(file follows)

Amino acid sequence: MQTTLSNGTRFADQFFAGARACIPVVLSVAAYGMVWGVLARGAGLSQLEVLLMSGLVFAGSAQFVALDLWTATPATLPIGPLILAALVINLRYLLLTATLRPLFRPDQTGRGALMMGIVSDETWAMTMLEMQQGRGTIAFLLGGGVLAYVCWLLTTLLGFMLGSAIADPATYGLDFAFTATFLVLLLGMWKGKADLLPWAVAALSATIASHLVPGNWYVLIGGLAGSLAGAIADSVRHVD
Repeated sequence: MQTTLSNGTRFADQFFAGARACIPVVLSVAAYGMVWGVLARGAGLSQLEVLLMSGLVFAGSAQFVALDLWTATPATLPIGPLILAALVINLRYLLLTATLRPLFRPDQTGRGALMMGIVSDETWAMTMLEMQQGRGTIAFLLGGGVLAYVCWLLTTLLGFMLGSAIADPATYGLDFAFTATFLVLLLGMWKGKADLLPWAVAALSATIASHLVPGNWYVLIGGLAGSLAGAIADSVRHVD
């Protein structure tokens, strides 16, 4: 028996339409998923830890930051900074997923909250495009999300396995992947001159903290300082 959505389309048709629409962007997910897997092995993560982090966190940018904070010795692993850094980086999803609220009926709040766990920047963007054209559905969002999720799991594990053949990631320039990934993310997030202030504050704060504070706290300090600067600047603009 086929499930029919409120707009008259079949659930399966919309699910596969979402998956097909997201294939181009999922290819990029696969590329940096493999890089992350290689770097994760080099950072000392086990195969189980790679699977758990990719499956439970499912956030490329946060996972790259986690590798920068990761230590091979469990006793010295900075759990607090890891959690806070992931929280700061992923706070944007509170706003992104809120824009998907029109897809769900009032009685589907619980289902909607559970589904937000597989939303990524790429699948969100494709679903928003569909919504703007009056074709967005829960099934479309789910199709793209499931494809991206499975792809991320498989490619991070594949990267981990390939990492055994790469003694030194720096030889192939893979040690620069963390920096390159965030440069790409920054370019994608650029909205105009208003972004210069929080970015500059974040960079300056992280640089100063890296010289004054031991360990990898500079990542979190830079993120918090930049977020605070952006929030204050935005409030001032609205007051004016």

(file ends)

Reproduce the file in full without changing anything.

Amino acid sequence: MQTTLSNGTRFADQFFAGARACIPVVLSVAAYGMVWGVLARGAGLSQLEVLLMSGLVFAGSAQFVALDLWTATPATLPIGPLILAALVINLRYLLLTATLRPLFRPDQTGRGALMMGIVSDETWAMTMLEMQQGRGTIAFLLGGGVLAYVCWLLTTLLGFMLGSAIADPATYGLDFAFTATFLVLLLGMWKGKADLLPWAVAALSATIASHLVPGNWYVLIGGLAGSLAGAIADSVRHVD
Repeated sequence: MQTTLSNGTRFADQFFAGARACIPVVLSVAAYGMVWGVLARGAGLSQLEVLLMSGLVFAGSAQFVALDLWTATPATLPIGPLILAALVINLRYLLLTATLRPLFRPDQTGRGALMMGIVSDETWAMTMLEMQQGRGTIAFLLGGGVLAYVCWLLTTLLGFMLGSAIADPATYGLDFAFTATFLVLLLGMWKGKADLLPWAVAALSATIASHLVPGNWYVLIGGLAGSLAGAIADSVRHVD
């Protein structure tokens, strides 16, 4: 028996339409998923830890930051900074997923909250495009999300396995992947001159903290300082 959505389309048709629409962007997910897997092995993560982090966190940018904070010795692993850094980086999803609220009926709040766990920047963007054209559905969002999720799991594990053949990631320039990934993310997030202030504050704060504070706290300090600067600047603009 086929499930029919409120707009008259079949659930399966919309699910596969979402998956097909997201294939181009999922290819990029696969590329940096493999890089992350290689770097994760080099950072000392086990195969189980790679699977758990990719499956439970499912956030490329946060996972790259986690590798920068990761230590091979469990006793010295900075759990607090890891959690806070992931929280700061992923706070944007509170706003992104809120824009998907029109897809769900009032009685589907619980289902909607559970589904937000597989939303990524790429699948969100494709679903928003569909919504703007009056074709967005829960099934479309789910199709793209499931494809991206499975792809991320498989490619991070594949990267981990390939990492055994790469003694030194720096030889192939893979040690620069963390920096390159965030440069790409920054370019994608650029909205105009208003972004210069929080970015500059974040960079300056992280640089100063890296010289004054031991360990990898500079990542979190830079993120918090930049977020605070952006929030204050935005409030001032609205007051004016």